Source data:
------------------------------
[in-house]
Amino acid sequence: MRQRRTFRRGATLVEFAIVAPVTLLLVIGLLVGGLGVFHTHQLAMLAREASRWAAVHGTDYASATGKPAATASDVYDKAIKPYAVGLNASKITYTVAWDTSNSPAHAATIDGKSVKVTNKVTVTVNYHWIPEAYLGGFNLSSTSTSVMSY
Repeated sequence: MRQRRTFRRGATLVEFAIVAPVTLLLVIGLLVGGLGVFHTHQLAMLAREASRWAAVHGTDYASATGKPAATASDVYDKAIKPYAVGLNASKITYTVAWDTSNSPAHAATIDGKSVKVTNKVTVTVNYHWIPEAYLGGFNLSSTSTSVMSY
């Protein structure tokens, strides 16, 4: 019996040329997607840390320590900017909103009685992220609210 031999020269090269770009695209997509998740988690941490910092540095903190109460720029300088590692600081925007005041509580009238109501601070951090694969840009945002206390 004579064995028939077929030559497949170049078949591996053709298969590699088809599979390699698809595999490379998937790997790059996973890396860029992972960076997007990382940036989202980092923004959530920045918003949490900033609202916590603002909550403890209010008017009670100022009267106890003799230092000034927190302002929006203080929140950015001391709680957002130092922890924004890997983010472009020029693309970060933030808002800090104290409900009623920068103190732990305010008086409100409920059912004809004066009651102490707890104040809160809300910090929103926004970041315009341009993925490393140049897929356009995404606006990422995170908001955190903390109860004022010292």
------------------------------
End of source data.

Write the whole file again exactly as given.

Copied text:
[in-house]
Amino acid sequence: MRQRRTFRRGATLVEFAIVAPVTLLLVIGLLVGGLGVFHTHQLAMLAREASRWAAVHGTDYASATGKPAATASDVYDKAIKPYAVGLNASKITYTVAWDTSNSPAHAATIDGKSVKVTNKVTVTVNYHWIPEAYLGGFNLSSTSTSVMSY
Repeated sequence: MRQRRTFRRGATLVEFAIVAPVTLLLVIGLLVGGLGVFHTHQLAMLAREASRWAAVHGTDYASATGKPAATASDVYDKAIKPYAVGLNASKITYTVAWDTSNSPAHAATIDGKSVKVTNKVTVTVNYHWIPEAYLGGFNLSSTSTSVMSY
């Protein structure tokens, strides 16, 4: 019996040329997607840390320590900017909103009685992220609210 031999020269090269770009695209997509998740988690941490910092540095903190109460720029300088590692600081925007005041509580009238109501601070951090694969840009945002206390 004579064995028939077929030559497949170049078949591996053709298969590699088809599979390699698809595999490379998937790997790059996973890396860029992972960076997007990382940036989202980092923004959530920045918003949490900033609202916590603002909550403890209010008017009670100022009267106890003799230092000034927190302002929006203080929140950015001391709680957002130092922890924004890997983010472009020029693309970060933030808002800090104290409900009623920068103190732990305010008086409100409920059912004809004066009651102490707890104040809160809300910090929103926004970041315009341009993925490393140049897929356009995404606006990422995170908001955190903390109860004022010292």